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Labour Mobility and Returns to Education

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Title: Labour Mobility and Returns to Education
Author: Teng, Jiayuan
Department: Department of Economics
Program: Economics
Advisor: Plesca, MianaGrogan, Louise
Abstract: This dissertation applies statistical methods to understand labour market issues in China and Canada. The first chapter uses an instrumental variable method to identify the causal effect of migrant networks on the probability of rural-urban labour migration in China. It uncovers a substantial heterogeneity in migrant network effects by gender, age groups, and between people with and without migration experience. Evidence shows that migrant networks affect migration decisions through increasing job tenure and improving work environments of migrants. The second and third chapters answer research questions related to gender wage gap and returns to postgraduate education in Canada. Using a broader set of occupational characteristics than previous studies, the second chapter adopts a quantile decomposition method to reveal that women with different educational levels experience the gender gap for different reasons. DOT-skills used in previous studies are important in explaining the gender gap for most workers in Canada, but not for high-school dropouts and for the top 10% of wage earners among the university-educated workers. For the latter, men working in more competitive jobs and taking more managerial responsibilities are the explanations underlying Canada’s “glass-ceiling” phenomenon. By applying imputation techniques in a novel way, this chapter quantitatively demonstrates that correcting for selection into work makes little difference in estimating the gender gap for individuals with post-secondary education. For individuals without post-secondary education, the use of observed characteristics is sufficient to capture the selection rule. The third chapter documents up-to-date evidence on the decline in returns to postgraduate education relative to four-year university degrees from 1995 to 2010. The return has declined in all major fields of study except engineering and computer science in which workers with postgraduate education have experienced a substantial gain over the same period of time. By focusing on the supply side of the labour market, this paper provides an explanation for the decline in returns to postgraduate education by exploring changes over time in the occupational composition of workers with postgraduate education.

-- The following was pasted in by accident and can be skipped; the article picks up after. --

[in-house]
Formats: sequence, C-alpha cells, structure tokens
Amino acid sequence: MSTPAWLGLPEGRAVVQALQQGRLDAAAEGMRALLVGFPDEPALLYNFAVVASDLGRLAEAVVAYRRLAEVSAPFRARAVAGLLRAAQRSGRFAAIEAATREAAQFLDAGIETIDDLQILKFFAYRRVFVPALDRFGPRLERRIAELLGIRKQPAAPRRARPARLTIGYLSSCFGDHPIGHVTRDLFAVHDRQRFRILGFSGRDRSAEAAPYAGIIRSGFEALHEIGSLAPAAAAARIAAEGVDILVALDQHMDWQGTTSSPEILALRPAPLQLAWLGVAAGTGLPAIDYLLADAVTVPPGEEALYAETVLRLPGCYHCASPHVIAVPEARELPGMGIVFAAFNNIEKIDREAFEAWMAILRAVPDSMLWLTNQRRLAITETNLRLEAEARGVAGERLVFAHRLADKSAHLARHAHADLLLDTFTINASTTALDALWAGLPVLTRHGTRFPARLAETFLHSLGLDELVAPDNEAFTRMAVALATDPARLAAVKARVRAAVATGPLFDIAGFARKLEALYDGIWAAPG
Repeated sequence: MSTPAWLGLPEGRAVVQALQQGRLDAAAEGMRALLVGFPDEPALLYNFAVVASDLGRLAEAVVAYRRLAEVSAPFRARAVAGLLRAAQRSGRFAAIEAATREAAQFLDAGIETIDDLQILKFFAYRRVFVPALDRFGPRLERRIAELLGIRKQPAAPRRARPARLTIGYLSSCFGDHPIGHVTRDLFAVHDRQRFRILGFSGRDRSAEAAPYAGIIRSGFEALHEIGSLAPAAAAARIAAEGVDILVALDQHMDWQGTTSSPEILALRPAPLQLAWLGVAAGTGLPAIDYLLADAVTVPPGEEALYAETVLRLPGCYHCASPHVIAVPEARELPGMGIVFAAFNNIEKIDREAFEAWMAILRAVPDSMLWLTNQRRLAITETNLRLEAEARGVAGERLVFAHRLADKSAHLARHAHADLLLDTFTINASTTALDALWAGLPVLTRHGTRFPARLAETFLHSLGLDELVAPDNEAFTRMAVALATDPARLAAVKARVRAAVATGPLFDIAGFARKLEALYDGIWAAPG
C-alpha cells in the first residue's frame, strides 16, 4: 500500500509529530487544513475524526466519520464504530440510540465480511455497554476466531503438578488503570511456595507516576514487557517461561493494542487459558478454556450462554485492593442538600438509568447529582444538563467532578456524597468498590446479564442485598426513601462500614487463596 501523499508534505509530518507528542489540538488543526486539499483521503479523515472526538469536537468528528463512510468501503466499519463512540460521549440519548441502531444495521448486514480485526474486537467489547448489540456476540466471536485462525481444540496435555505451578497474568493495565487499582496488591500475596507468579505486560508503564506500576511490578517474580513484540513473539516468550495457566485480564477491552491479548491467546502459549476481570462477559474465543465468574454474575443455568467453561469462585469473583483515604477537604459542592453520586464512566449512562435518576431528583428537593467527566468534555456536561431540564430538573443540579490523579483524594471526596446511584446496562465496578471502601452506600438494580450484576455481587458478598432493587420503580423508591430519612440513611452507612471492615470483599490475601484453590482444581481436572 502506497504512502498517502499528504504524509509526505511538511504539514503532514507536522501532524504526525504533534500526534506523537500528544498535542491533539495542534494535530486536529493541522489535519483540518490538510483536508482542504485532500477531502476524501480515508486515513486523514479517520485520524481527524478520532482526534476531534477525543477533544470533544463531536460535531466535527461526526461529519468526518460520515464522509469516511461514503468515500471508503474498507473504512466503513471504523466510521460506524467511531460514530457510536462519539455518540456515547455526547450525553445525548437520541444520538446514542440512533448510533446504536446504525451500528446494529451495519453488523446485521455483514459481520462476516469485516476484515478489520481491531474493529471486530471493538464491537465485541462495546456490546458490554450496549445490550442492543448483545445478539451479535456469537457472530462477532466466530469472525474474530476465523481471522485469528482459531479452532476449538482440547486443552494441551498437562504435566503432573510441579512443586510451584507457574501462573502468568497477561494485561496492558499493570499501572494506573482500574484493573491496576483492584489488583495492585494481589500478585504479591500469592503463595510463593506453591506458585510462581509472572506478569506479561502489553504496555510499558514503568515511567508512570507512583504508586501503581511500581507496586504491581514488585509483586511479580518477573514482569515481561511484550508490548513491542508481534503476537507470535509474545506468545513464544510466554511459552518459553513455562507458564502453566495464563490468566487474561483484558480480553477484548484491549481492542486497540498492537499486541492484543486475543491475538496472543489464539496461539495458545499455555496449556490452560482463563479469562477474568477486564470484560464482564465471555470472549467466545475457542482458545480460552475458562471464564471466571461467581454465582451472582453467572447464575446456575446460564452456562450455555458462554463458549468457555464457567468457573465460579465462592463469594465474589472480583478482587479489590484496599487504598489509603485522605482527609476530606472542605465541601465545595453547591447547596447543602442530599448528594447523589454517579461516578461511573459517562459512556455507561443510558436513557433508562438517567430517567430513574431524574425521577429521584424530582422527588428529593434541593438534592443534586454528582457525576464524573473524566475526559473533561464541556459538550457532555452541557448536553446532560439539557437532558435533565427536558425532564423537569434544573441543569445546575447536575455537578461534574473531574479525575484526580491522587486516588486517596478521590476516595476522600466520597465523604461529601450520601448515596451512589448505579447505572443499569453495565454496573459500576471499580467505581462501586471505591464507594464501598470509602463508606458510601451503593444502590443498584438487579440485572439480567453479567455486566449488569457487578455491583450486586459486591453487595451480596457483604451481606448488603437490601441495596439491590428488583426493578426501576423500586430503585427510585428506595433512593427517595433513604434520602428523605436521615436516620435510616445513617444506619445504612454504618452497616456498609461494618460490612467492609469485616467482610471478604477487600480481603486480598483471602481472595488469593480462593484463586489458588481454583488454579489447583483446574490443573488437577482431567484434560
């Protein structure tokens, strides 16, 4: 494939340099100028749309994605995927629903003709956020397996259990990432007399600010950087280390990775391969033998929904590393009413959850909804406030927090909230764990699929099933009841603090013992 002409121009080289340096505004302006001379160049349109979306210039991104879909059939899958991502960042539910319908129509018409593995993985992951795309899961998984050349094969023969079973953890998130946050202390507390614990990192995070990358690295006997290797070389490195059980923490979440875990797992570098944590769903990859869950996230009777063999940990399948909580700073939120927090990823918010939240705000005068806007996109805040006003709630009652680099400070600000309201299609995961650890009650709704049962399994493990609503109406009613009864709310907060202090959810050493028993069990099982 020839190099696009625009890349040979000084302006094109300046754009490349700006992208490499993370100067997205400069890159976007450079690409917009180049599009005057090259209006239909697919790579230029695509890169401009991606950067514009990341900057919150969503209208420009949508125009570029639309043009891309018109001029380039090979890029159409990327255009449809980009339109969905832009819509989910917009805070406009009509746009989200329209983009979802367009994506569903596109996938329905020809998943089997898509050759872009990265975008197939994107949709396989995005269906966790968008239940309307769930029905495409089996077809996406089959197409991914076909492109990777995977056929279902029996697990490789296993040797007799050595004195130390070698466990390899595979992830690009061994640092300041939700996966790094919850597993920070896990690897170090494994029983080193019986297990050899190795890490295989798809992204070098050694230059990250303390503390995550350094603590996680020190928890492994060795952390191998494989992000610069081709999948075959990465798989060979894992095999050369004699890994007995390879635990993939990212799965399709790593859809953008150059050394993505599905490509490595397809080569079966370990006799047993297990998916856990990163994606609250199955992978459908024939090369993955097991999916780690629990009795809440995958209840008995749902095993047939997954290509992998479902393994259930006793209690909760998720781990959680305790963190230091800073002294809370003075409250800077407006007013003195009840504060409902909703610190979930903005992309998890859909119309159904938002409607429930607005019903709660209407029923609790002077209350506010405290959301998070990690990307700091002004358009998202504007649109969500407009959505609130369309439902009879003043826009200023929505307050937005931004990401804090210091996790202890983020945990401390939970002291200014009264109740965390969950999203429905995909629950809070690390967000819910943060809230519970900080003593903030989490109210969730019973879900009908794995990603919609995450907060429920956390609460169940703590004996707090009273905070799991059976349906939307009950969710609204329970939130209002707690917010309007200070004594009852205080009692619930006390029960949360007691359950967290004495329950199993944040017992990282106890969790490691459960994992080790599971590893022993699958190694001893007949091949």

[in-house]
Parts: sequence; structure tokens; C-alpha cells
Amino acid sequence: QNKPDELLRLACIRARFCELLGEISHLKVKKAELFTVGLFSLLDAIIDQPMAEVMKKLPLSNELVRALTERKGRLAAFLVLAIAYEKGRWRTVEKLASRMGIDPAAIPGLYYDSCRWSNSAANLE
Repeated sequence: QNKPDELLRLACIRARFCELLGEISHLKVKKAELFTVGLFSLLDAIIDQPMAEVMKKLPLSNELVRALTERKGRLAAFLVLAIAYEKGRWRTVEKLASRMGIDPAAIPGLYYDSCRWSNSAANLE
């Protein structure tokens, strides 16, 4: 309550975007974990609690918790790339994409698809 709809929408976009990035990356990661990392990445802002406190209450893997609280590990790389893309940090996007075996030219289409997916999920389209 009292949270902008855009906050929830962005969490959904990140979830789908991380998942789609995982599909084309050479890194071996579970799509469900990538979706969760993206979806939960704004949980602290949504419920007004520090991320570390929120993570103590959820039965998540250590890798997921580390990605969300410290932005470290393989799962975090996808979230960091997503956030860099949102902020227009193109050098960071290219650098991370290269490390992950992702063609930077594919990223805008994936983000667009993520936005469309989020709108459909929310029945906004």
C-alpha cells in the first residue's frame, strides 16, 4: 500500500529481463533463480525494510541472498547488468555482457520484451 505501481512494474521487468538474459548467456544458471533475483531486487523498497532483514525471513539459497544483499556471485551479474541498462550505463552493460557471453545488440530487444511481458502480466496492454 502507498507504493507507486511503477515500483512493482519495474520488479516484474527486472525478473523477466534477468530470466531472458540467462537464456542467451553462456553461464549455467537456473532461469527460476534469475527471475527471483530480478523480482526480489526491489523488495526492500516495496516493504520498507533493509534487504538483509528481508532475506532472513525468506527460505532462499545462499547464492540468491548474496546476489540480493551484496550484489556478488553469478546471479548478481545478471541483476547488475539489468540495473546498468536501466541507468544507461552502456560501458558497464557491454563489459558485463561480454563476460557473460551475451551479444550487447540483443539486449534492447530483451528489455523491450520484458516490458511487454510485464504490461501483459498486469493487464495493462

Date: 2015-04
Rights: Attribution-NonCommercial-NoDerivs 2.5 Canada
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